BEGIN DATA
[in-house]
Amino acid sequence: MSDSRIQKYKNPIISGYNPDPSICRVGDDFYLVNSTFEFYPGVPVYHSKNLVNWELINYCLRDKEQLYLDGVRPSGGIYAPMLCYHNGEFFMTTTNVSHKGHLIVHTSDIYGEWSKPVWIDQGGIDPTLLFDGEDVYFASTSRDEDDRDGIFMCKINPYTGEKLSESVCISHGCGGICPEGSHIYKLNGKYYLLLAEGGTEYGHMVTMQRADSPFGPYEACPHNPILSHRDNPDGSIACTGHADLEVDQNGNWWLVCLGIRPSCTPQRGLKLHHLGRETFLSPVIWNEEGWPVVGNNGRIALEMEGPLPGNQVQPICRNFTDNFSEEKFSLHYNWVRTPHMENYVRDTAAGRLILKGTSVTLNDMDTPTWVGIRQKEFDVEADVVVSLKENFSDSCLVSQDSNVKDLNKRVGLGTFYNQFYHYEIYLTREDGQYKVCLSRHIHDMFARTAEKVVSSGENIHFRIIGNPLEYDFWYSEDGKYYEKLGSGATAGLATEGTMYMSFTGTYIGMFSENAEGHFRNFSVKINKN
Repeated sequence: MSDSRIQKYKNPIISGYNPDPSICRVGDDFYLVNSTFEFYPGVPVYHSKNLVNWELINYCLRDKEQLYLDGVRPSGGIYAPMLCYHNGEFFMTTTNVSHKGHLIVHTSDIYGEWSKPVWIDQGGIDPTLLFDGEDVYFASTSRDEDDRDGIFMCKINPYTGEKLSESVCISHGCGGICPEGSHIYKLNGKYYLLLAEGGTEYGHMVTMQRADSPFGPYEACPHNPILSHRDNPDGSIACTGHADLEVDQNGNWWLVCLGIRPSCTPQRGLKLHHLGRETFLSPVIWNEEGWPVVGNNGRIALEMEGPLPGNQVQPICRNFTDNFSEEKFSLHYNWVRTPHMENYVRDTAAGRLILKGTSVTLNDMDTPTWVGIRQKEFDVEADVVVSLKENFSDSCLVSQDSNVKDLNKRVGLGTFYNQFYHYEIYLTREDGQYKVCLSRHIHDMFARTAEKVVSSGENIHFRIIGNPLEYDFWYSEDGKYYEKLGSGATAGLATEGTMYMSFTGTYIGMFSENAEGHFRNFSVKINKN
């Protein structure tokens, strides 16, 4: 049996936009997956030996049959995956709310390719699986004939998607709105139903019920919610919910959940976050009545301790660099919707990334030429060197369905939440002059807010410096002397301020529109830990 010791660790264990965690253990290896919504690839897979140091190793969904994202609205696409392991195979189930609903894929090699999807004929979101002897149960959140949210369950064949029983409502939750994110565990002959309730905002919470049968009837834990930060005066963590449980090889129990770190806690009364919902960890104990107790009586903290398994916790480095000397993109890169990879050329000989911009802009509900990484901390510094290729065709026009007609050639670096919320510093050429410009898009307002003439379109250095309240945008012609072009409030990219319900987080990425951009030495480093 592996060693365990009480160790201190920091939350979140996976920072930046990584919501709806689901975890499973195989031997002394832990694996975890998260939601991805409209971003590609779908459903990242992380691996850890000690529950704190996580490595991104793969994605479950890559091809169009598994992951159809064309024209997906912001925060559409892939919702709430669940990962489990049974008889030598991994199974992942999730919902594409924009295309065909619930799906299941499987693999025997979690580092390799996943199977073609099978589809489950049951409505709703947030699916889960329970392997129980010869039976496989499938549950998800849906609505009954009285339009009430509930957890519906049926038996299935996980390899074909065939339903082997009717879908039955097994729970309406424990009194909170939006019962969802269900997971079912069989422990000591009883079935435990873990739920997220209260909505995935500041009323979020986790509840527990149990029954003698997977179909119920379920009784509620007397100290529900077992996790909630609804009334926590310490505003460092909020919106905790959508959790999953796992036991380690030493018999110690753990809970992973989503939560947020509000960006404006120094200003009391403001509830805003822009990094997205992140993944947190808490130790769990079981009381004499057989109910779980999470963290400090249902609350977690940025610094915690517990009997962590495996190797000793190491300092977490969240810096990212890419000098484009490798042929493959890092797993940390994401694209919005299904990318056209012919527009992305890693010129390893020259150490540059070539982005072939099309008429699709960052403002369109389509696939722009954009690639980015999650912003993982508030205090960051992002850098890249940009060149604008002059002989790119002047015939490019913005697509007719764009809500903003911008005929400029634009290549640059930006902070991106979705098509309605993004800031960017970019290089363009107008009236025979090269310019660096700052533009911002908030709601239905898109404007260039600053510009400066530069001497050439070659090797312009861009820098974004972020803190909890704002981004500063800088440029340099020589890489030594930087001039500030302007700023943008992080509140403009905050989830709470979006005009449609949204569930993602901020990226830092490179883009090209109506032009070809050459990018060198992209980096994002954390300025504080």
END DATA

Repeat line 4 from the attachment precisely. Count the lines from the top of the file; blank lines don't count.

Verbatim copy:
């Protein structure tokens, strides 16, 4: 049996936009997956030996049959995956709310390719699986004939998607709105139903019920919610919910959940976050009545301790660099919707990334030429060197369905939440002059807010410096002397301020529109830990 010791660790264990965690253990290896919504690839897979140091190793969904994202609205696409392991195979189930609903894929090699999807004929979101002897149960959140949210369950064949029983409502939750994110565990002959309730905002919470049968009837834990930060005066963590449980090889129990770190806690009364919902960890104990107790009586903290398994916790480095000397993109890169990879050329000989911009802009509900990484901390510094290729065709026009007609050639670096919320510093050429410009898009307002003439379109250095309240945008012609072009409030990219319900987080990425951009030495480093 592996060693365990009480160790201190920091939350979140996976920072930046990584919501709806689901975890499973195989031997002394832990694996975890998260939601991805409209971003590609779908459903990242992380691996850890000690529950704190996580490595991104793969994605479950890559091809169009598994992951159809064309024209997906912001925060559409892939919702709430669940990962489990049974008889030598991994199974992942999730919902594409924009295309065909619930799906299941499987693999025997979690580092390799996943199977073609099978589809489950049951409505709703947030699916889960329970392997129980010869039976496989499938549950998800849906609505009954009285339009009430509930957890519906049926038996299935996980390899074909065939339903082997009717879908039955097994729970309406424990009194909170939006019962969802269900997971079912069989422990000591009883079935435990873990739920997220209260909505995935500041009323979020986790509840527990149990029954003698997977179909119920379920009784509620007397100290529900077992996790909630609804009334926590310490505003460092909020919106905790959508959790999953796992036991380690030493018999110690753990809970992973989503939560947020509000960006404006120094200003009391403001509830805003822009990094997205992140993944947190808490130790769990079981009381004499057989109910779980999470963290400090249902609350977690940025610094915690517990009997962590495996190797000793190491300092977490969240810096990212890419000098484009490798042929493959890092797993940390994401694209919005299904990318056209012919527009992305890693010129390893020259150490540059070539982005072939099309008429699709960052403002369109389509696939722009954009690639980015999650912003993982508030205090960051992002850098890249940009060149604008002059002989790119002047015939490019913005697509007719764009809500903003911008005929400029634009290549640059930006902070991106979705098509309605993004800031960017970019290089363009107008009236025979090269310019660096700052533009911002908030709601239905898109404007260039600053510009400066530069001497050439070659090797312009861009820098974004972020803190909890704002981004500063800088440029340099020589890489030594930087001039500030302007700023943008992080509140403009905050989830709470979006005009449609949204569930993602901020990226830092490179883009090209109506032009070809050459990018060198992209980096994002954390300025504080």